Today I celebrate my birthday, I crossed 50!!! I am resisting growing responsibilities, anxieties, immobility, tiredness, wrinkles, and taboos. I am afraid of being old fashion, stubborn, fat, and losing my ability to learn and be creative.
I panic, thinking I am not going to be the leader I always look up to.
but does age really affect leadership?
The Short answer is. No. Agee does not affect leadership.
Don’t get me wrong age does play a role in leadership effectiveness, but not in the way you and I were thinking. There are some things that come with age that can improve leadership skills.
I searched for some of the most powerful leaders and found out that the best years as a leader should be somewhere between 45 and 75. Maybe even longer. Naguib Sawiris, now 68 has been contributing to the world of telecommunication as a leader, Samih his younger brother is age 65 now, founded Orascom Hotels and Development when he was 39 and stepped down for his successor son in December 2021 at the age of 64. Rana El Kaliouby was named by Forbes to their list of America’s Top 50 Women in Tech, and Fortune included her in their list of 40 under 40 and was chosen by the World Economic Forum to be a Young Global Leader. And how can I write an article about leaders and not mention Anne Mulcahy The Wall Street Journal named Mulcahy one of 50 women to watch in 2005 and Forbes magazine ranked her at the sixth position among the Most Powerful Women in America in 2005. In 2009, she was ranked 15th. In 2008, she was selected by U.S. News & World Report as one of America’s Best Leaders. Ann is now 70 years young.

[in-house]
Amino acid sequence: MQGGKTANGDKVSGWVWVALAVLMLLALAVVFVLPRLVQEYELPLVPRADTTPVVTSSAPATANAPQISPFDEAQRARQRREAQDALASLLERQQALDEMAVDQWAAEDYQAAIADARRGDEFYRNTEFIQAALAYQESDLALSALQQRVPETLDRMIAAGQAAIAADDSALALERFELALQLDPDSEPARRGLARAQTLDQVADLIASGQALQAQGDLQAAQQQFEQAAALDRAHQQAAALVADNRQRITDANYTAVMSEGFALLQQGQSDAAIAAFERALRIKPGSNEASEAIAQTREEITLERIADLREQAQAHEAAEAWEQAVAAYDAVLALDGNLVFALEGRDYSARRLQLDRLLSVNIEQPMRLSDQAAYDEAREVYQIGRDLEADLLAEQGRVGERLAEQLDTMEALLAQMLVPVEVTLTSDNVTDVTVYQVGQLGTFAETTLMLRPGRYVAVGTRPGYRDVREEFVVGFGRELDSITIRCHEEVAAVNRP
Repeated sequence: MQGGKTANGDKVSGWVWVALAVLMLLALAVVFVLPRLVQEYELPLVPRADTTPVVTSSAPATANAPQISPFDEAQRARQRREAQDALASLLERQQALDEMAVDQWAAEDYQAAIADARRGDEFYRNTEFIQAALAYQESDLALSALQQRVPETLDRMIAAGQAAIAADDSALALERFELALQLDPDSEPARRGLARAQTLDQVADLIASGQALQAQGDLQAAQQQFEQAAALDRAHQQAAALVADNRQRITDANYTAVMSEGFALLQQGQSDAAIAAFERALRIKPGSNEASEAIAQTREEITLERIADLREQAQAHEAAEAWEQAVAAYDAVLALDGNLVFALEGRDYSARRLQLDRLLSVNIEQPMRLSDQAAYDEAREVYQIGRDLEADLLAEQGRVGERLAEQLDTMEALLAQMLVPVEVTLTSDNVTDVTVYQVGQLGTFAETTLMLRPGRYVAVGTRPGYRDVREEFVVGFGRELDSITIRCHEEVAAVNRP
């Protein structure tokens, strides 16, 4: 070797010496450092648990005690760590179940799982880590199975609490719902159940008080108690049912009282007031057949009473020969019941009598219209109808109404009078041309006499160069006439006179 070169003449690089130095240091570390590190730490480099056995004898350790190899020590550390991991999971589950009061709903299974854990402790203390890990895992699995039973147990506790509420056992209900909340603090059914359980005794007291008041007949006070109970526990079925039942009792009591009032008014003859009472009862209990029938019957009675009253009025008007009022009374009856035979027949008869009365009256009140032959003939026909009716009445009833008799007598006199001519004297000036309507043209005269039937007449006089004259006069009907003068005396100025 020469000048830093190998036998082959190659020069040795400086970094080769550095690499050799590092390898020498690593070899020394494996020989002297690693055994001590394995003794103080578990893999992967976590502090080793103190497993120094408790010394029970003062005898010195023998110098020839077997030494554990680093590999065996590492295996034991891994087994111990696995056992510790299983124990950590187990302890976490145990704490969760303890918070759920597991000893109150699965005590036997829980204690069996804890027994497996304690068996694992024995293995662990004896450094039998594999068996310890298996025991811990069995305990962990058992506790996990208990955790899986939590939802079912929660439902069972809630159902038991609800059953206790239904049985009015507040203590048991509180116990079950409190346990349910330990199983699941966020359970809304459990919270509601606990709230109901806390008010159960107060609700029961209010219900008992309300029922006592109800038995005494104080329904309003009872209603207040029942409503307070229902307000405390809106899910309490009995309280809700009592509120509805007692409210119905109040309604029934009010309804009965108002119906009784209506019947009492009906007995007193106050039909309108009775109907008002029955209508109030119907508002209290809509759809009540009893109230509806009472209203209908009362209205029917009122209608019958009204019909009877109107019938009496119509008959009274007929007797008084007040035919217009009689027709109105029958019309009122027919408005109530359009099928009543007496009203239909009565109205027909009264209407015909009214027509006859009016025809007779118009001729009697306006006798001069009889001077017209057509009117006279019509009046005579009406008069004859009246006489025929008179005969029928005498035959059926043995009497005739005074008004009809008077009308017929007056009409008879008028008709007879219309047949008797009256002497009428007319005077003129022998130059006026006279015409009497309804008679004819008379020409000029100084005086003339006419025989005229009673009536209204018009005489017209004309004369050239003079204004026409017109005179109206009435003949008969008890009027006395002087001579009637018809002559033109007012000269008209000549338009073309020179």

First of all, let me state the obvious. There is no “perfect” age to be a great leader, age is just a number! Right?
So how can it affect being a good leader or not, and with me, aging am I losing my leadership skill? I can’t pinpoint the age at which one will perform best. In the previous paragraph, I gave examples of great leaders, no matter their age.
The older you get, the more life experience you gain, which is invaluable for leadership. You learn human skills, how to deal with people, how to spot the right people, what is important, how to handle conflict, how to prioritize, and how to perform under pressure. It is the luxury of being there before, the benefits of past falls and maybe failures, and the perspective of being in other’s shoes as you have been there yourself in the past. The valuable insight into what works and what doesn’t. This knowledge will benefit you as a leader and help build trust with others especially if you as a leader blend the experience with dedication, commitment, and resilience.
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